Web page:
Over The Weekend: The Big Pink and A Place To Bury Strangers at the Granada Theater

Categories: Show Reviews
The Big Pink, A Place To Bury Strangers
Granada Theater
April 9, 2010

Better than:
Tinnitus, but only by a little.

bigpink.jpg
Kevin Todora
The Big Pink went loud at the Granada on Friday.
Heading into Friday night's show at the Granada Theater, you had the feeling it was gonna be a special night. Electro-rock act The Big Pink was making its concert debut in Dallas to support A Brief History of Love, a real solid album with a couple of real earworms on it--most notably, the arena-ready "Dominos."

And with the even louder A Place to Bury Strangers lined up as the band's opening act, it seemed a sure thing that this would be a big night.

When the lights fell and the smoke machine cranked up, the trio behind the A Place to Bury Strangers name took the dimly backlit stage and launched into performance as the best My-Bloody-Valentine-as-a-trio tribute band I've ever heard.

Well, except for the good parts of My Bloody Valentine, like melody, lyrics, stuff like that. 

Actually, the part they really seemed to have mastered is the LOUD part. And since the guitar parts of the band's songs really require at least two guitars (guitarist Jono MOFO quit the band before this tour), MOFO's parts were provided through pre-recorded tracks. And, just in case you still had some vestiges of hearing, the band really cranked things up towards the end of its set, throwing in exciting, strobe-lit, watch-me-toss-my-tortured-guitar-around action. But whereas My Bloody Valentine's 14 minutes of white noise to me was ultimately a weirdly hilarious and cathartic mind-wipe, this climax proved to be an ear-splitting headache.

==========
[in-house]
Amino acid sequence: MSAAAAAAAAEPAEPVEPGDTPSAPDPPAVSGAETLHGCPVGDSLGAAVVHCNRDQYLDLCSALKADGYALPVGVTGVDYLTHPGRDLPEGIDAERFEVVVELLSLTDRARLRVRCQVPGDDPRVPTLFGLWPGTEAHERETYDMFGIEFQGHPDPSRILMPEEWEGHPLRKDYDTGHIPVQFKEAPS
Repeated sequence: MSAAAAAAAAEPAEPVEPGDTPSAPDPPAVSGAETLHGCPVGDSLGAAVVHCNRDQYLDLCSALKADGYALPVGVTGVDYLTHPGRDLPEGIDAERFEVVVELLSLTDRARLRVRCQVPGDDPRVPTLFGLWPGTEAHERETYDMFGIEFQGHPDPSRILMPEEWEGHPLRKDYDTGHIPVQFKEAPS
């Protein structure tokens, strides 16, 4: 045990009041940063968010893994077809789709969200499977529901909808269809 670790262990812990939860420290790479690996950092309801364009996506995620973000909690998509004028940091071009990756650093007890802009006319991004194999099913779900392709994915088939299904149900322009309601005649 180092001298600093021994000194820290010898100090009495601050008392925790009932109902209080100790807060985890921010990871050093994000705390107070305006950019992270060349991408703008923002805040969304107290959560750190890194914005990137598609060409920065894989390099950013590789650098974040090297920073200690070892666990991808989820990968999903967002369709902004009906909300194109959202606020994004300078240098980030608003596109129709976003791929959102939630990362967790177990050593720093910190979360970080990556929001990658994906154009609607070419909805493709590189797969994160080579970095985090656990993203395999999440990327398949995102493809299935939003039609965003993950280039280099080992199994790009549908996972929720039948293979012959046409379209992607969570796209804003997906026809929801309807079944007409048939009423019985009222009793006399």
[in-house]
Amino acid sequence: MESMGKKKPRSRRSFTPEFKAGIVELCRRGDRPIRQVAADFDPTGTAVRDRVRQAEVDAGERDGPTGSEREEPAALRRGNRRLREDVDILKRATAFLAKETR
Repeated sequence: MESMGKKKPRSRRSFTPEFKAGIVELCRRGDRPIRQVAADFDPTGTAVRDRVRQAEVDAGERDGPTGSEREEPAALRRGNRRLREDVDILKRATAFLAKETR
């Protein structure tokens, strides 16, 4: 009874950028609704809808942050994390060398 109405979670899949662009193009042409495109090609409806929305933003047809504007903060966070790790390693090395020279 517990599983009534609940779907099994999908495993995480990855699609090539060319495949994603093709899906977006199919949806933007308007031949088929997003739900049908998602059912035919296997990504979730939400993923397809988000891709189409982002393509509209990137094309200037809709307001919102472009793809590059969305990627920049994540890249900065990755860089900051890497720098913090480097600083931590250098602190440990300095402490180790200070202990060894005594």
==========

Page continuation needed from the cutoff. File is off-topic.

Even my inner dialogue at this point answered itself by yelling "What????"

Good thing The Big Pink's performance still loomed with the chance to redeem things.

And up came the curtain to reveal a four-piece band with Robbie Furze (guitar/vocals) and Milo Cordell (keyboards/vocals) joined by a bass player seemingly plucked from Marilyn Manson's entourage and a Japanese chick playing drums.

Kicking off with "To Young To Love," Furze was all leather-clad swagger but making a real go at showing appreciation to the reasonably full theater. Furze pretty much stayed in "Dementor" character, covered by a hoodie and hunched over the keyboard.

As if in competition with the opening act, all volume knobs were turned to 11, even if the lighting made the band more accessible.

The songs revealed themselves to be a bit more guitar-driven than on record, and really not quite as compelling as either.  "Velvet" really fell kind of flat, and it went downhill from there. A truly plodding "Count Backwards From Ten" didn't help.

Taking stock of the other disappointed faces around the theater, it was clear others felt the same. This was not the performance in which audiences wanted to lose their hearing, turned out.

Despite all of its glory, a good chunk of the audience didn't even remain to hear "Dominos," likely the single song that drew crowds to this show in the first place.

Critic's Notebook
Personal Bias:
I really don't mind loud in the presence of melody, even if the melody is ultimately buried under a sonic wash. But this offering was a little ridiculous.

Random Note: I had gone to the Yeasayer show the night before and was struck by the industrial, windowless truck-van they were traveling in. By contrast, The Big Pink was traveling in a shiny tour bus, demonstrating big label backing and a bit of hubris.

By The Way:  As I write this review, I'm still yelling "WHAT???" in my head.
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